To help Walmart continue expanding its sustainable seafood supply, the largest global retailer recently met with several large United States seafood suppliers, along with sustainability certifiers and other groups.
The retailer, which operates more than 5,400 Walmart and Sam’s Club stores in the U.S., also recognized three suppliers at the 1 February “Sustainability Summit” at Walmart’s headquarters in Bentonville, Arkansas.
Munhall, Pennsylvania-based The Fishin’ Company was recognized for partnering with Walmart to source its first four-star BAP certified tilapia, Mark Eastham, Walmart’s senior manager for sustainability, told SeafoodSource.
Meanwhile, Jacksonville, Florida-based wholesaler Beaver Street Fisheries was recognized for “its work with Walmart to support a more sustainable shrimp supply chain,” Eastham said.
Frozen seafood supplier North Atlantic Inc., based in Portland, Maine, was recognized for its engagement in Fishery Improvement Projects across the globe.
“They were also the first supplier to sign up for the Ocean Disclosure Project,” Eastham said. North Atlantic also operates Bali Seafood International, which is building a commercially sponsored fishery management model for small-boat fisheries in Indonesia.
Around 75 suppliers in total attended the sustainability summit, along with representatives of the Global Aquaculture Alliance’s Best Aquaculture Practices program, the Marine Stewardship Council, the Alaska Seafood Marketing Institute, the Aquaculture Stewardship Council, and the Global Sustainable Seafood Initiative.
“This forum provides us with the opportunity to reflect on what we have accomplished and what we can do to accelerate progress toward sustainability – so that we can enjoy not only a vibrant seafood industry but vibrant oceans,” Eastham said.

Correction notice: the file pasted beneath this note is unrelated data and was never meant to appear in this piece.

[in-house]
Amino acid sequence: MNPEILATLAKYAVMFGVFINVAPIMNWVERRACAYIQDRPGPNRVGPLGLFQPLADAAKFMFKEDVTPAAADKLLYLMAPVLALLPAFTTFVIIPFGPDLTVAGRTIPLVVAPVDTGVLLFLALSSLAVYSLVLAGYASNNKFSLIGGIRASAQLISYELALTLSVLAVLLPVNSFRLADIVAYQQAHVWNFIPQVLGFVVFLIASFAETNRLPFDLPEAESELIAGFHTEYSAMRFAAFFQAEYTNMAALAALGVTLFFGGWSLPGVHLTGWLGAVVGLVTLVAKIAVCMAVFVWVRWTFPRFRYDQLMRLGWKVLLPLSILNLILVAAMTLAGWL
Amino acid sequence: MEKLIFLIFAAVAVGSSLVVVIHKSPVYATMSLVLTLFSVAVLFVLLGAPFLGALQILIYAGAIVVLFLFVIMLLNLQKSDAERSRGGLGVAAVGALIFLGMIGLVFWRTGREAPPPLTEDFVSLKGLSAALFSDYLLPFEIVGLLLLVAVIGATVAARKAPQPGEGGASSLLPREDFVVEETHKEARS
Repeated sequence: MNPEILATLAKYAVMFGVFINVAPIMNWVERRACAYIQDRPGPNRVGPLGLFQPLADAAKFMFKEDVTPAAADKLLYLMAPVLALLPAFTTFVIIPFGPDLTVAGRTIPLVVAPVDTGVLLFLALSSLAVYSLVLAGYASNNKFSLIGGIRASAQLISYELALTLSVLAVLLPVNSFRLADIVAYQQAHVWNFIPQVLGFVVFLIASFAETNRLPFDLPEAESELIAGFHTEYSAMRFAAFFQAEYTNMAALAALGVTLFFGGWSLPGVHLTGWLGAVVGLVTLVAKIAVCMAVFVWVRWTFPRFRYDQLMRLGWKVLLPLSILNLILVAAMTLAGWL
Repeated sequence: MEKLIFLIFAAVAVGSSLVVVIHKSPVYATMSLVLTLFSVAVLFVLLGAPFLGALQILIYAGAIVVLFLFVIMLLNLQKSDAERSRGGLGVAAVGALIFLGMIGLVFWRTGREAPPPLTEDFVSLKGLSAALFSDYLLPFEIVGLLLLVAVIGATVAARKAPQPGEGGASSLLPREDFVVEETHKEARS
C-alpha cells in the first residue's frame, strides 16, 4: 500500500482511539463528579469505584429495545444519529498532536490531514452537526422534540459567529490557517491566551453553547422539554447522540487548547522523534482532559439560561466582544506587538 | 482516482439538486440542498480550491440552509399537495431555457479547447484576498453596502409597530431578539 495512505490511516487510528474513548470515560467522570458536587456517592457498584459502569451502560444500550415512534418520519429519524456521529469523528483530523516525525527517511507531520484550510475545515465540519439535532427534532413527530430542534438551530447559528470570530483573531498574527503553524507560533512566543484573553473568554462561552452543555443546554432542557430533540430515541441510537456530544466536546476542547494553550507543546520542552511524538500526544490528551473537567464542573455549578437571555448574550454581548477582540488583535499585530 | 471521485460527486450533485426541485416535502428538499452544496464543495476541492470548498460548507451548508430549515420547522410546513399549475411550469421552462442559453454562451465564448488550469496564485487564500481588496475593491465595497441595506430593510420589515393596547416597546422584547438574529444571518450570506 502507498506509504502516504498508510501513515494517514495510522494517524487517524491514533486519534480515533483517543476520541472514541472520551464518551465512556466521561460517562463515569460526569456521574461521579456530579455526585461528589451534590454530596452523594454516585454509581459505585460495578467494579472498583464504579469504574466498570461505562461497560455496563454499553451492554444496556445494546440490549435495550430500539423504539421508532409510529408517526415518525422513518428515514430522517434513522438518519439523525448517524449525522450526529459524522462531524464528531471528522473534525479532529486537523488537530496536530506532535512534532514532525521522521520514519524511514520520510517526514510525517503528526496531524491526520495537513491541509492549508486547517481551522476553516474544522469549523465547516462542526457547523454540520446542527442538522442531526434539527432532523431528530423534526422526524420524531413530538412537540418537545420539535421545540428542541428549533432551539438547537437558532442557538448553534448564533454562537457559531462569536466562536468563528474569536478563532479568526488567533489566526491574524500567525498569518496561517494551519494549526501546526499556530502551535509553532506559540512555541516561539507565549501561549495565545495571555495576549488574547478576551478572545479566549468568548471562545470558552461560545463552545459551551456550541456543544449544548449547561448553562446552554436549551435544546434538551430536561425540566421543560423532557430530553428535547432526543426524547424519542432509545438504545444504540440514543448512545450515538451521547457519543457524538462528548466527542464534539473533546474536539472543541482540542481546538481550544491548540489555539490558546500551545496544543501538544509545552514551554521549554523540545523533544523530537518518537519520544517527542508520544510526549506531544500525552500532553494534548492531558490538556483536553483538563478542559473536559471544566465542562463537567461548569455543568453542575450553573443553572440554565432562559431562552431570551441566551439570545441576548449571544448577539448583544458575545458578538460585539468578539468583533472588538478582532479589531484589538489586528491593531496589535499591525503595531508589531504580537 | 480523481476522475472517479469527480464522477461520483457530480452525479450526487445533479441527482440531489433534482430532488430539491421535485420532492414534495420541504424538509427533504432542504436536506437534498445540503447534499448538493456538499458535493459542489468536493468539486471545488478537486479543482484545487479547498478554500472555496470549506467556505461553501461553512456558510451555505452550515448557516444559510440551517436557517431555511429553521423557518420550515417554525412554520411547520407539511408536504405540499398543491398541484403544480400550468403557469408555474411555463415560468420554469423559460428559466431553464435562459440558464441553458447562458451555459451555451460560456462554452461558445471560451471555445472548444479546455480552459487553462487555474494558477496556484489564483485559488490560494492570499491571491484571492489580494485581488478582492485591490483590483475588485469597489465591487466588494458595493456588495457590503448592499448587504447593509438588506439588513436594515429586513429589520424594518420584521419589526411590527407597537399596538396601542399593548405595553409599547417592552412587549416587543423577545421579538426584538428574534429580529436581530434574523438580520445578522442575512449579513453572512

By 2025, Walmart will expand and enhance sustainable sourcing to cover 20 key commodities.
“This is an important issue for Walmart, as seafood is one of the commodities we have pledged to be a part of our long-term sustainability commitments,” Eastham said.
Walmart is working with sustainable seafood suppliers that share the retailer’s commitment to providing sustainable seafood to its customers, he said.
“Our goal is to build transparency and continuous improvement with the seafood supply chain, so that we can build confidence and provide for our customers now and in the future,” Eastham said.
At the meeting, Walmart executives highlighted the retailer’s progress in sourcing sustainable seafood to date and discussed the company’s future goals. Eastman said by 2025, “based on certain factors including price and demand,” Walmart U.S., Sam’s Club, and Walmart Canada will require all canned light and white tuna suppliers to source from fisheries that are either third-party certified or engaged in fishery improvement projects (FIPs). The company has also committed to carrying FAD-free and pole and line canned tuna in its U.S., Canadian, and ASDA-brand stores, Eastham said.
Other recent global efforts by Walmart to improve the sustainability of its seafood include:
Eastham also said Walmart had teamed with Sustainable Fisheries Partnership to track its seafood supply against its sustainability policy. SFP helps Walmart track suppliers, species, catch type, fishery of origin, certifications, and improvement projects, Eastham said.